Hastings was our venue for the week, but our hotel was about 4 miles from the sea and historic parts of town. Today would be the day for exploring !
We had unsuccessfully attempted to visit Hastings Pier earlier in our stay, so this time we were determined to find the caches hidden in or near it!
But first…where to park the car? Fortunately a bit of online research pointed us to a not-too-expensive car park yards from the sea. We paid for 5 hours, thinking (stupidly), we’d be finished in 3 hours, and we could drive elsewhere to finish the day.
Our main targets were on the seafront, so we started to walk there and almost immediately noticed a church micro. An easy find, but an unplanned one.
Next – to Hastings’ beautiful Warrior Gardens. Here a multi had to be solved, based on the dates of a statue. The final destination took us through both parts of the tiered gardens (a road bisects them) and so we had a fine view. What was slightly frustrating was the cache. A film container, not brilliantly hidden behind a bush and less salubriously, a dog poo bin. There ought to have been better hiding places!
We walked back through the Gardens to arrive at the seafront, and a real gem of a cache.
My Heart Belongs to Hastings is a sculpture officially unveiled in 2012. Then the sculpture was a piece of driftwood with a few padlocks attached. The idea, as with other ‘love padlock sculptures’ is that people show their love to each other/Hastings/pets.. by placing a padlock on the sculpture. Over its 4 years, many hundreds of padlocks have been added…including a padlock cache! Yes, we had to search hundreds of caches to find a cache! After a few minutes searching, Mrs Hg137 had a good idea and almost immediately found the target. We awarded this cache a favourite as it was so different from what we were expecting.
The pier was open, and we had time to explore. Noticeboards were placed at strategic intervals telling us of the Hastings Pier Fire, how the pier was rebuilt, major bands that played on the pier etc.. all interesting information. All of which helped us to derived the coordinates for 2 different caches. One was apparently hidden on the pier itself, but we never found it. GZ seemed devoid of hiding places, and the hint bore little or no resemblance to items nearby. (We thought the cache was going to be under a telescope, but there were none at the co-ordinates). The second cache we did find, a small nano hidden just at the pier entrance.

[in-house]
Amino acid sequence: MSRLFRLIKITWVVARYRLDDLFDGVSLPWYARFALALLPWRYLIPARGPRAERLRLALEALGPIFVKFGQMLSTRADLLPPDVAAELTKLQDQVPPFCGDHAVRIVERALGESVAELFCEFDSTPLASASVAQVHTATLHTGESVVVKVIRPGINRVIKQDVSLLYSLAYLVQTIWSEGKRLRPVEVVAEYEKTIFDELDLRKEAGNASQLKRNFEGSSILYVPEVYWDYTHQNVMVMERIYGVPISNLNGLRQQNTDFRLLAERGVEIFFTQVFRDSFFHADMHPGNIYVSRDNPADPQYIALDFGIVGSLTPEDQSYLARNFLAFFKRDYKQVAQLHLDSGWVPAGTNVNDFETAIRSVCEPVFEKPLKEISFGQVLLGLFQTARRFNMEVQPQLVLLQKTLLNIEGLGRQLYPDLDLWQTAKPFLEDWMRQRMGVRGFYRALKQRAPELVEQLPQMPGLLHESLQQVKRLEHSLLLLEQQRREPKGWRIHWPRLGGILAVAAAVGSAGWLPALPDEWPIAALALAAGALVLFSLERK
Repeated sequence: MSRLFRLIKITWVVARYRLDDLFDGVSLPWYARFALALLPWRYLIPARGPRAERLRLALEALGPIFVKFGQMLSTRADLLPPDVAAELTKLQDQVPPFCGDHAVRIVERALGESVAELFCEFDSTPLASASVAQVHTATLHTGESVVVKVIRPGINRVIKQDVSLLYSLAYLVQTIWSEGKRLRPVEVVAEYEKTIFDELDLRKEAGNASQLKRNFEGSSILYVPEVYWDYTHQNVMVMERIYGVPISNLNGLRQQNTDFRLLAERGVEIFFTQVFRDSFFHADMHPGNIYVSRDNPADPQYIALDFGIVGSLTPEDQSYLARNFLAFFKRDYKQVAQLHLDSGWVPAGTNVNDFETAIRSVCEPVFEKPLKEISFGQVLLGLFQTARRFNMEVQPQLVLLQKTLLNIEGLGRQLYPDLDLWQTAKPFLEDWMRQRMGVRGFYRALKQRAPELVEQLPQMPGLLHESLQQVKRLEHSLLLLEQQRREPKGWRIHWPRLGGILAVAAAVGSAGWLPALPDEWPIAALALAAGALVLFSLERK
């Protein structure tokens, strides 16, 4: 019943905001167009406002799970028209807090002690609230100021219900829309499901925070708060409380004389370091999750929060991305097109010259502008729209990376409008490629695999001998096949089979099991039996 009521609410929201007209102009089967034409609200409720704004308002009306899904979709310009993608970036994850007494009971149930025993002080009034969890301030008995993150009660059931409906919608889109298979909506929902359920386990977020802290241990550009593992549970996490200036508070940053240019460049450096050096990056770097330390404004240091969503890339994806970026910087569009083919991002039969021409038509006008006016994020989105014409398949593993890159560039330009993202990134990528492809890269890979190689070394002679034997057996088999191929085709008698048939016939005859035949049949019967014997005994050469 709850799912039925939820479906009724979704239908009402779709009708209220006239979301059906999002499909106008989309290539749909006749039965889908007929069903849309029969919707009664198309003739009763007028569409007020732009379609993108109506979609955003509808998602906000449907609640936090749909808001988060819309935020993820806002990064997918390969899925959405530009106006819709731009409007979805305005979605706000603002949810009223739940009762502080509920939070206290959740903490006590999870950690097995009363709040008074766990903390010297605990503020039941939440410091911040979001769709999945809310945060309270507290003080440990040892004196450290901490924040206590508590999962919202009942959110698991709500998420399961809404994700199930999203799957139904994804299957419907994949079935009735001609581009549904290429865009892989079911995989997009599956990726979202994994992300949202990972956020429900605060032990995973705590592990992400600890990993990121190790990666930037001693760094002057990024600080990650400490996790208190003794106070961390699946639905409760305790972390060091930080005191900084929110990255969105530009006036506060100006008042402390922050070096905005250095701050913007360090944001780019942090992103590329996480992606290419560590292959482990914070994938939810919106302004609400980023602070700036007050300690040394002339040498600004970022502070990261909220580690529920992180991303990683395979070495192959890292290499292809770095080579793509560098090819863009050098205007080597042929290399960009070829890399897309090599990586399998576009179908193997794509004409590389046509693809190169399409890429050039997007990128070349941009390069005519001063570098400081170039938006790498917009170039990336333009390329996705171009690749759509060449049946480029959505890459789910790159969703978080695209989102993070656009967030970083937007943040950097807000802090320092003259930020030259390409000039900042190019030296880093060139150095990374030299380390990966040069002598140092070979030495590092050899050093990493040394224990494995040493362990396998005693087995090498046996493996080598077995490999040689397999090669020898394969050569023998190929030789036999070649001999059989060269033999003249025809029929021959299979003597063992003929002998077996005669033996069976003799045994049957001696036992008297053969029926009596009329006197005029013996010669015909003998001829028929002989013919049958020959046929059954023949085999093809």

Our Eureka moment, signing the log, was marred by an elderly Hastings resident asking us if we were lost or needed help…we didn’t but shortly chased after him to ask whether there were any bus services between the pier and the ‘Old Town’. There weren’t.
We had taken nearly 2 hours to attempt 5 caches, and we were still yards from the car! We decided to walk along the promenade to the Old Town. Very pleasant, but we did pass several caches we had attempted two nights previously.
The Old Town/Fishing Quarter had several caches. As we had been relatively slow up to that point, we jettisoned the host of multi-caches which seemed to pepper this part of town. Instead we looked for another cache on artwork.
This time we were looking for a nano on a Winkle! This area of town was known as Winkle Island, in honour of the Winkle Club which ran various charity events. Very modern, very metallic and very tactile. Visitors can clamber over it, and we did ! Sadly no cache came to hand! (We discovered after our visit that the cache owner had been checking the cache out not 15 minutes before we arrived!)
We walked on to the edge of the Fishing Quarter, to try to find an even harder cache. No hint. Just a miscellany of slightly worse-for-wear street furniture and pot-holed pavements. We looked long and hard and failed. Two DNFs in a row – not good, and our third of the day!
DNFs are great time stealers, and by now we were grateful we had paid for those 5 car park hours. As the day was hot, and we also decided to casually wander back to the car and finish our exploits mid-afternoon.
As we turned to walk back towards the car, we undertook an Earthcache. Unusually this Earthcache did not test our knowledge of geological rock formations, but of groynes. We had to describe what various groynes were made from and well as their advantages and disadvantages. As we were constructing our answers a fishing boat returned to shore.
Hastings does not have a natural harbour. In days gone by, boats were MANUALLY hauled up and down the shingle beach every time the fishermen sailed in and out. Nowadays a small mechanical digger takes the place of the manual labour.
The Old Town was the location for our last seafront cache. Here the roads were narrow, and twisted and turned up ever steep gradients. The flatter roads contained an unusual array of tourist shops and eateries, but our target was some 100 feet above them. On private property. In a window box! We were looking for a cache inches from someone’s front window! We found it, but so, so unnerving.
So a mixed day on the seafront, a few too many DNFS, but some very varied cache locations.
As we arrived back at the hotel we remembered there was a cache in the road opposite. We parked up, and found it immediately (it hadn’t been hidden well)… but it was full of water! We decided to remove the cache, take it to our hotel room and dry it out. It wasn’t on the tourist trail, so we gambled a few hours away drying out would enhance it no end. It did! We were soon able to sign the dried up paper, and we replaced the cache with no other finder being inconvenienced. Our good deed for the day!